• May 25, 2001. Claimant continued to be “doing well.” This week, her ROM increased to 95% of goal and strength increased to 75% of goal even though she missed the middle of three appointments. The summary note indicated a plan to discuss advancing her to work hardening program “per FCE results.” Again, the daily entries for the third week indicated she completed the activities with “no difficulty.”
  • Primary limiting factors listed on all three reports were “pain, weakness, and ROM”

On June 4, 2001, Rehab 2112 performed a functional capacity evaluation (FCE) on Claimant and decided to move her into a work hardening program.[5] The FCE reported that the maximum weight she was required to lift was 50 pounds.[6]

The evaluator’s plan of care recommended a work hardening program for 4-6 weeks, and included the following items:

  • Increase active ranges of motion (30% in lumbar extension/20% in flexion)
  • Improve functional strength by 10 pounds per week
  • Address body mechanics and self-care to minimize exacerbations while in program or at home
  • Increase endurance in repetitive tasks (reaching, crouching, etc.)BAAchieve Above Compliance’ status on FROM tests
  • Reach PDC (physical demand capacity of job) and return to work.

The FCE listed the following barriers to work:

  • Poor body mechanics
  • Diminished strength/endurance
  • Poor tolerance to static/repetitive activities
  • Limited ROM

Rehab 2112 conducted an interim FCE following the fifth week of work hardening. The summary of findings indicated that Claimant still was at a sedentary PDC level while her job required a medium PDC level. She had completed half the work hardening program and shown improvement in several areas, but still lacked ROM and endurance needs to perform the critical demands of her job. The patient was described as on target to meet her goals, with a good prognosis. The plan of care recommended continuation of the current treatment plan. Claimant did not return to the work hardening program after July 13, 2001. She was formally discharged on July 20, 2001, due to lack of progress, and referred to her physician for advice.


A. Evidence and arguments

(Rehab 2112’s evidence. Rehab 2112 offered 130 pages of records (Exhibit 1), and the testimony of Dr. Michelle Ivey, D.C.[7] Dr. Ivey was the only witness offering testimony and the following paragraphs are drawn from her testimony.

Claimant responded positively to the physical therapy sessions Rehab 2112 provided over a period of three weeks. This positive response indicated the patient would continue to progress in a work hardening program, assuming the FCE indicated the patient still had limitations.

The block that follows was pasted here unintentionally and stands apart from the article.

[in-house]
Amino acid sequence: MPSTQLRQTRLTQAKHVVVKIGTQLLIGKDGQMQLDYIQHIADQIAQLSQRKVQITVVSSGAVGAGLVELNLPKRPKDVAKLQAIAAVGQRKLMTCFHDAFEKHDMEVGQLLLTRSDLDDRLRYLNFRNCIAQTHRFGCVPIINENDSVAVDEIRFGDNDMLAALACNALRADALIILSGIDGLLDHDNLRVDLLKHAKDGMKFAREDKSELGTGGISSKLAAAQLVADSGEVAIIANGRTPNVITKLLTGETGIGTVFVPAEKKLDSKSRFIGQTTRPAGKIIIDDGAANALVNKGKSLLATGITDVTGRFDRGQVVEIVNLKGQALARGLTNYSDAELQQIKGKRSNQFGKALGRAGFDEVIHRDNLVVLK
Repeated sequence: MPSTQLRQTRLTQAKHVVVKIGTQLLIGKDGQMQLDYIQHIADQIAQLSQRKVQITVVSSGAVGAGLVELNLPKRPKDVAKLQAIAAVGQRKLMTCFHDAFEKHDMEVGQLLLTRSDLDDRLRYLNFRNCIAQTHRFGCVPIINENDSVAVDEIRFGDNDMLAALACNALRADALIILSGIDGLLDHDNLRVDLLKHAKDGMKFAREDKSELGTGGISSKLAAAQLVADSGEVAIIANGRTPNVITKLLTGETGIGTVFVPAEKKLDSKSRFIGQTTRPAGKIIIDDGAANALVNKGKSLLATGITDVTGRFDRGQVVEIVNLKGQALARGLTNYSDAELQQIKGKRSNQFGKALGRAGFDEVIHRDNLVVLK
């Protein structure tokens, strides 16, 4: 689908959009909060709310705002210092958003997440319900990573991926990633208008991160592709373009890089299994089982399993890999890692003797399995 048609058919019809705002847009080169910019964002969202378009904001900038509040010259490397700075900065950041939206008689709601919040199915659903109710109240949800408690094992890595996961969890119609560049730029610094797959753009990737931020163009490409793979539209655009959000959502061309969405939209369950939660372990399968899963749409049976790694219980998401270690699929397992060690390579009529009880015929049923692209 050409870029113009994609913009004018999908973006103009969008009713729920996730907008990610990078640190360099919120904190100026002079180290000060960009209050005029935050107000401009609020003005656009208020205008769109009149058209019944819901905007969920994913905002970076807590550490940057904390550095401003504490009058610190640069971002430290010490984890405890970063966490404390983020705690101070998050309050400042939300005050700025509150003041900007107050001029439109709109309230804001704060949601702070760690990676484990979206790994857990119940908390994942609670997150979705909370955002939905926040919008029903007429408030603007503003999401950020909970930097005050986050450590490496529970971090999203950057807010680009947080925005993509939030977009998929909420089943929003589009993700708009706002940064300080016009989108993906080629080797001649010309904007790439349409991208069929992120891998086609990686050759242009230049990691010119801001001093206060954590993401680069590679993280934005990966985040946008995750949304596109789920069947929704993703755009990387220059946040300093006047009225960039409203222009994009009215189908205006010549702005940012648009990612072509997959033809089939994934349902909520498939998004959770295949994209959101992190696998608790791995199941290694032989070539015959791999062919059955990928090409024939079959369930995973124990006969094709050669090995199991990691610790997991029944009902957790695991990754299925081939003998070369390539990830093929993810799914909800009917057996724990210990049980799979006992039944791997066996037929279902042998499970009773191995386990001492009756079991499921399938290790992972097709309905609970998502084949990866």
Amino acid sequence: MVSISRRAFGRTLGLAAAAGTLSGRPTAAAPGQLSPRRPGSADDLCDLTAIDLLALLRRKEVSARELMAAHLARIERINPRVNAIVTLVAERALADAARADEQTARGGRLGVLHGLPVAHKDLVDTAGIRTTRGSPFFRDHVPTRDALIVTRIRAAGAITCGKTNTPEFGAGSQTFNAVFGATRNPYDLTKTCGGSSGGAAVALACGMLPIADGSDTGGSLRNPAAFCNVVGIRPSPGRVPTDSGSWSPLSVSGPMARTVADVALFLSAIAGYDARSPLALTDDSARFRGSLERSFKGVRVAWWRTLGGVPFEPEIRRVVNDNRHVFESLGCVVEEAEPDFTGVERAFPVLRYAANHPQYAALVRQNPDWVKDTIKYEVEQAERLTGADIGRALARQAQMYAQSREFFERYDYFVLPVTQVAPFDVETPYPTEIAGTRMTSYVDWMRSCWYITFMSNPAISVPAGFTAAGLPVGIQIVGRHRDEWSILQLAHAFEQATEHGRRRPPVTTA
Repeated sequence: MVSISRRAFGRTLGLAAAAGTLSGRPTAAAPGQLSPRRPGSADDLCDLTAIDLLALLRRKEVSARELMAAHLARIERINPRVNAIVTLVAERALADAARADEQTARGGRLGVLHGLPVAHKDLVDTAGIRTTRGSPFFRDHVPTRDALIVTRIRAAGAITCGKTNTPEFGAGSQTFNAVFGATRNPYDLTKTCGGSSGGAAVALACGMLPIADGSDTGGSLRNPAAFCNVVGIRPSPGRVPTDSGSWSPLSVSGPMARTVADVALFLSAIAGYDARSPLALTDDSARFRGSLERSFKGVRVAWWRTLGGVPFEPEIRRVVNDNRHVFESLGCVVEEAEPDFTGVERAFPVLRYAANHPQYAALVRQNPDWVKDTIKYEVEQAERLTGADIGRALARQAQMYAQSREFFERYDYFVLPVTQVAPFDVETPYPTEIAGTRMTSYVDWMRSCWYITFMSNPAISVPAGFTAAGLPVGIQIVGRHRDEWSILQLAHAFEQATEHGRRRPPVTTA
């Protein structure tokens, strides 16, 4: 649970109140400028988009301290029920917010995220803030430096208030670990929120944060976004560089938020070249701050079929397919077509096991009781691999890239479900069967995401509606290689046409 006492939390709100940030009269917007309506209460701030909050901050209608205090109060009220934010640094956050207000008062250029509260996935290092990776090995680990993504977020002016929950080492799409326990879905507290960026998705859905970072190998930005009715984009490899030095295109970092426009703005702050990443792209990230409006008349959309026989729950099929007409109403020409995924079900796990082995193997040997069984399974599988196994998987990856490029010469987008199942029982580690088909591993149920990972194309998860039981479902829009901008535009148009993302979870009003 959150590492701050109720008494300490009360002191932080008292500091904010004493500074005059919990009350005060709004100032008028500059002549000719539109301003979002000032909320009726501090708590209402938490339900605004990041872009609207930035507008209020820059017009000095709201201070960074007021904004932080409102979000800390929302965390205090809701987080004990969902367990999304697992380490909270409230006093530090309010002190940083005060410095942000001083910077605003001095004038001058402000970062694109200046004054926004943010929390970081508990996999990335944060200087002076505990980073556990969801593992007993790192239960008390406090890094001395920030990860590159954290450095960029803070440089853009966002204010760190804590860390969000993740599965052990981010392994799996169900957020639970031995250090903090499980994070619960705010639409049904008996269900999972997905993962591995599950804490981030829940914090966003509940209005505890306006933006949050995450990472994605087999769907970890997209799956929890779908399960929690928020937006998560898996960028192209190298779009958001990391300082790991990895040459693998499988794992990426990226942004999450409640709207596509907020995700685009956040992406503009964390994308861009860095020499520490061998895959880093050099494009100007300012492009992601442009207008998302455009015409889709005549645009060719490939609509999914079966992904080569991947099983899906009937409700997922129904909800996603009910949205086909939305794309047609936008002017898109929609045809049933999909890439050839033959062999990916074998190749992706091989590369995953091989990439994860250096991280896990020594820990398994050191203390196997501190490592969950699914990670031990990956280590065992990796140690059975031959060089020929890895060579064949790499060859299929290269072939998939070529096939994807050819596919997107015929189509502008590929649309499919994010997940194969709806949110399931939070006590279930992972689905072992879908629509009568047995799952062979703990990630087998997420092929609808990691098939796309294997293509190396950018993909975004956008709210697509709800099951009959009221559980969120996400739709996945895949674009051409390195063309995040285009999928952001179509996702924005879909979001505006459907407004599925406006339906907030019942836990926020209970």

Claimant met the criteria for a work hardening program. Dr. Ivey noted that the most obvious discrepancy was in the strength category. Claimant was functioning at a light physical demand capacity and her job required a medium level physical demand capacity. Her restrictions interfered with specific tasks required in her workplace, i.e. the requirement that she lift as much as 50 pounds. Claimant had no medical, psychological, or other conditions that would disqualify her for a work hardening program. Last, it appeared she could be rehabilitated so she could return to her previous employment as a _____. Dr. Ivey explained, however, that even if all entrance criteria are met, there is no guarantee that an injured worker will respond to treatment.

Claimant’s program included exercises to increase cardiovascular endurance, stretches to increase ROM in the shoulder area, stabilization exercises to strengthen and stabilize the upper body shoulder area, strength exercises to increase her physical demand capacity, and functional work activities that simulate the activities the worker is required to do on-the-job. For this Claimant, these activities would include “materials handling” such as lifting boxes off the floor and putting them on the counter and activities designed to achieve the necessary positional tolerances for standing, reaching, and kneeling.

The schedule for a work hardening program is designed to mimic the requirements of the injured employee’s job. Although there is a short lead-in period, the program is designed to require a participant to put in the same number of hours in work hardening activities as she does on the job. If a worker works four hours a day, five days a week, that worker spends an equal amount of time engaged in work hardening activities. If a worker is full time, they participate in work hardening activities on a full time basis. Work hardening is significantly more intensive than a physical therapy or home exercise program.

Injured employees in work hardening programs also are required to participate in group therapy sessions as a standard part of the program. This patient attended group therapy once each week.

Claimant did improve during the course of the work hardening program. She was at a light physical demand capacity when she started and at a light-medium level when she was discharged. However, she did not regain the physical demand capacity of medium needed for her previous employment as a _____. She was discharged for lack of progress and referred to her physician for further care. Dr. Ivey reiterated that Claimant met the criteria for entrance into the program even though she did not successfully complete it.

On cross-examination, Dr. Ivey was asked about Dr. Wilcox’s initial evaluation report stating that Claimant’s ROM of her right shoulder was normal. Dr. Ivey responded that it was actually recorded as “normal with pain.” Dr. Ivey also pointed out that a note on page 24 of Exhibit 1 indicated the ROM in Claimant’s right shoulder had decreased.

Dr. Ivey acknowledged that Claimant had made progress with the physical therapy

treatment she was receiving before she went into the work hardening program. But Rehab

2112's assessment was that the work hardening program would be the quickest way for

Claimant to regain the necessary strength and return to her job. Claimant continued to